It wasn’t until I started working on Parasoft’s new website that I discovered the value of the behemoth that is Parasoft DTP*, and realized that we’ve been hiding this incredibly powerful technology from you for a while now. And I decided — it’s time for DTP to come out of the closet.
*Did you want to know what DTP stands for? Well... it doesn’t really stand for anything. The truth is, it used to be something else. When the product was named, it was an acronym for the Development Testing Platform. But since the product has evolved, we scrapped the full name and just use its initials now. Sorry to disappoint.
So, if it’s not a development testing platform, what is it?
Well, in fact, it’s a reporting and analytics tool that is so exciting, I decided to write this blog post.
What’s so exciting about DTP?
Let’s start at the basics. Parasoft DTP is way more powerful than your ordinary reports-and-dashboards tooling that you might expect from your static analysis tool or from other testing analytics products. DTP represents a real shift in what you can expect to get out of reporting and analytics for software testing.
Why? Because of the granularity of the data it captures, and the fact that it can capture data from all testing techniques (not just static analysis, but also data from manual testing, automated functional testing, etc.) and all tools that you’re using (not just the tools in the Parasoft ecosystem, but other tools you’re using, too). It’s also super flexible and customizable, so you can essentially measure anything your heart desires, for a comprehensive understanding of the health of your codebase, at a moment in time, or over time, across builds. And most importantly, because of all of this, it helps you quickly understand where to focus your limited resources to increase quality.
That is, after all, the whole point.
Beyond Simple Reports & Dashboards
So what does it mean to go “beyond” simple reports and dashboards? I would argue that there are 5 main ways that DTP moves you beyond, into something much more powerful that you can leverage across your SDLC.
I will enumerate them below.
1 — The Data DTP Collects
DTP captures an enormous amount of data across all of your testing practices – it’s truly unprecedented. Not just static analysis and code metrics, but also unit testing, functional testing, manual testing, code coverage, and code reviews. It aggregates all of this data together in order to give you a comprehensive view of the results of your testing practices.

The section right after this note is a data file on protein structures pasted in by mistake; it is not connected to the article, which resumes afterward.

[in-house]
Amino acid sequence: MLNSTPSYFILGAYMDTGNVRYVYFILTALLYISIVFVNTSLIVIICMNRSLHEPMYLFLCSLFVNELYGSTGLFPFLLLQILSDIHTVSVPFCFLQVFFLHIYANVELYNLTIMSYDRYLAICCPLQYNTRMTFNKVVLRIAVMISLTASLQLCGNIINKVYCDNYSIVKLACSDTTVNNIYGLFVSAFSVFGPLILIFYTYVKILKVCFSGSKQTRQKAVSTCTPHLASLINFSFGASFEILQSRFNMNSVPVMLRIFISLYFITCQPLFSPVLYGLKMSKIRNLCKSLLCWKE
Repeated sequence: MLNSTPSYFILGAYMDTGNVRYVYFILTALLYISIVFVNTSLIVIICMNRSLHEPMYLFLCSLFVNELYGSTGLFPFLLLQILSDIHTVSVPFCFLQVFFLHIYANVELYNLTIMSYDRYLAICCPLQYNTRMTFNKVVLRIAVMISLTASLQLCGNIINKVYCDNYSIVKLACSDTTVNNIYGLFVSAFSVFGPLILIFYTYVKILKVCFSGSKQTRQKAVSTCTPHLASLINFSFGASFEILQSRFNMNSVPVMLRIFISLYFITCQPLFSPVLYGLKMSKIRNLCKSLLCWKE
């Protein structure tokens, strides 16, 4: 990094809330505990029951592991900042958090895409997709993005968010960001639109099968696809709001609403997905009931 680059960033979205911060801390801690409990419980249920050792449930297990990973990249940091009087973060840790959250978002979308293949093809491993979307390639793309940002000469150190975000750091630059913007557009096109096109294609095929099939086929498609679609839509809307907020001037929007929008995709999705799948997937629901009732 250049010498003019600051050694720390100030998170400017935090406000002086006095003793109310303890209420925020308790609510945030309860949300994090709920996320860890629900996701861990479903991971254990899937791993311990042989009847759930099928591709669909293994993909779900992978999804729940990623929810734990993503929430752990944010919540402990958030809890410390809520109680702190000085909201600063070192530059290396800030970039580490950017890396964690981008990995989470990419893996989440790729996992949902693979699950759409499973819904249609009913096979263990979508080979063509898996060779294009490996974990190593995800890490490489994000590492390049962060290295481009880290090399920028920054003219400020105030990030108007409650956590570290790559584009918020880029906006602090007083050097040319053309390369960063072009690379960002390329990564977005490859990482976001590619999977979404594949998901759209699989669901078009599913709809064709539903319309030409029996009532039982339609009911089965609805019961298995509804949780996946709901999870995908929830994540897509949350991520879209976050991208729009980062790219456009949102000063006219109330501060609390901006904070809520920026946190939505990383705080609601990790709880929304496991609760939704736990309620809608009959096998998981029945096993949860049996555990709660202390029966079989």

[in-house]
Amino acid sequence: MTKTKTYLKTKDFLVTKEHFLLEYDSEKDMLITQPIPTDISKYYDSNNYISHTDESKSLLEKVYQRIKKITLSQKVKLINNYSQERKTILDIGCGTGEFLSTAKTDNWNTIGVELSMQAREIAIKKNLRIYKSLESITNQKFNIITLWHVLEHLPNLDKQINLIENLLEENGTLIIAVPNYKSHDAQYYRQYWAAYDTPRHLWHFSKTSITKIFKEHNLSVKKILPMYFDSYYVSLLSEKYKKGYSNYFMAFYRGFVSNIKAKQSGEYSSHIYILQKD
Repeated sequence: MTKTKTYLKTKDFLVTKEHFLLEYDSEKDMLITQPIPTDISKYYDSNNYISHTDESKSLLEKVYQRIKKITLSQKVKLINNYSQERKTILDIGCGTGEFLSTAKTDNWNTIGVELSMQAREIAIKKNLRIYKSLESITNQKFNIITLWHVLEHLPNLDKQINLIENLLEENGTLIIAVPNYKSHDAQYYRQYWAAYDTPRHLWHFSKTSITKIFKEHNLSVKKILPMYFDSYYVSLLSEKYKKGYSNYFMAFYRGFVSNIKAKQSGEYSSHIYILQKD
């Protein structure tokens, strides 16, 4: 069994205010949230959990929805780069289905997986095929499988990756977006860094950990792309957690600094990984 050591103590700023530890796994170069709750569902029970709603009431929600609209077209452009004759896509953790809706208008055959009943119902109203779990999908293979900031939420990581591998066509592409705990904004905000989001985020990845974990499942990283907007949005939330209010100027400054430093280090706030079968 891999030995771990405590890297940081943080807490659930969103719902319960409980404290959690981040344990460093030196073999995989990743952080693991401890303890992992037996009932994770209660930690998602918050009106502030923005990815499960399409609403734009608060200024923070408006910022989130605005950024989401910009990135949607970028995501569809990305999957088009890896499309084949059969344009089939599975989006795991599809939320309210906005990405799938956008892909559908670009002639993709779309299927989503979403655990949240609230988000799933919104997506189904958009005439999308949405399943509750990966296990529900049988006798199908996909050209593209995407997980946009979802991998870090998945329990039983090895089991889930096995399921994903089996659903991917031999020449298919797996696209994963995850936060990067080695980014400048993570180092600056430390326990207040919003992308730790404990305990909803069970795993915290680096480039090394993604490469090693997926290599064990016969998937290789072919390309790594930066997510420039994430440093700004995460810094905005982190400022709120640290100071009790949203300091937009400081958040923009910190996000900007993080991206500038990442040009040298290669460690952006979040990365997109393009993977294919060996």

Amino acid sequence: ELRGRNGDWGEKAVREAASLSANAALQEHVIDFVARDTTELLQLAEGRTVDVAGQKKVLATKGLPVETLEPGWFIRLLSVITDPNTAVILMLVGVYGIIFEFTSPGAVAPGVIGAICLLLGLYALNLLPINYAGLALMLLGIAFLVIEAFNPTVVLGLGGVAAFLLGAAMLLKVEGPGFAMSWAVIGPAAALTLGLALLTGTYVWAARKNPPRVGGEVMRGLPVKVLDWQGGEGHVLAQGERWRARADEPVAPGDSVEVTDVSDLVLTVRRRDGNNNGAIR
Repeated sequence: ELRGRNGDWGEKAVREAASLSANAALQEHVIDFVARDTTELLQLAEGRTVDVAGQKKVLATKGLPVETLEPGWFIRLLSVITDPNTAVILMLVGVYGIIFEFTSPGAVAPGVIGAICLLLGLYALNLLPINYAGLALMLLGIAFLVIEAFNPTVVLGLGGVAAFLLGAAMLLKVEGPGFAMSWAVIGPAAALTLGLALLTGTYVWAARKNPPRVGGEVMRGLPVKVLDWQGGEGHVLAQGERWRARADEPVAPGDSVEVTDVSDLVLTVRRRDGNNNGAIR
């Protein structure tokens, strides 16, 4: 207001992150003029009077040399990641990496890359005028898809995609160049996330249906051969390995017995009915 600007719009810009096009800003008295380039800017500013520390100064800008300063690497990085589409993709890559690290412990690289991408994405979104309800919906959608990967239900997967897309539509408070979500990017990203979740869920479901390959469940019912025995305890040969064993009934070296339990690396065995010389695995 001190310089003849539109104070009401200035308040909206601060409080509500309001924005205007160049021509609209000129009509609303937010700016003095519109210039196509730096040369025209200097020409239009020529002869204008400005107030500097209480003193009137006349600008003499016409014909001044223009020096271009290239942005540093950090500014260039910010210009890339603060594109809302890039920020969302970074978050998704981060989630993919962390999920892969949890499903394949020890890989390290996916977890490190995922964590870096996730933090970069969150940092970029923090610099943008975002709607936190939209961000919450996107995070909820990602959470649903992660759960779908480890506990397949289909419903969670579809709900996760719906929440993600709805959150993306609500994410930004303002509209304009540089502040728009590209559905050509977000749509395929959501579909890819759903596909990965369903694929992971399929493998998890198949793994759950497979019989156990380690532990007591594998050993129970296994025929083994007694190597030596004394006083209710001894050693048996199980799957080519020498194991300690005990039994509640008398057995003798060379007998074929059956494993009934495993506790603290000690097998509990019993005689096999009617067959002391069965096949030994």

In addition to aggregating all of this data, the data itself is collected in a granular way, enabling advanced computations and insights; flexibility and endless customization possibilities; and the ability to store a large amount of information over time. For example, because of the detailed data that DTP keeps on test execution, it can show you which tests executed against a specific file to achieve code coverage.
2 — How You Can Navigate This Data
After collecting your testing data, DTP gives you an interactive framework for navigating and analyzing these results. You might start in a somewhat standard report, but each report in DTP is made up of little customizable widgets, and when you click into one of them, you arrive at what is called an “Explorer” in DTP — an interactive UI for exploring your test data and understanding how changes in your codebase are changing code quality.
There are several Explorers in DTP, including the following examples:
- The Change Explorer lets you compare two builds and compare what files have been changed/edited/removed, and what static analysis violations map to those changes.
- The Code Coverage Explorer lets you navigate coverage from all of your testing practices, with traceability to the original tests that executed against the code.
- The Violation Explorer lets you view error reports such as MISRA rule violations in the context of the codebase, along with historical information, documentation, and specific details of the violation, so you can identify and trigger an issue remediation workflow.
3 — The Ways DTP Simplifies SDLC Workflows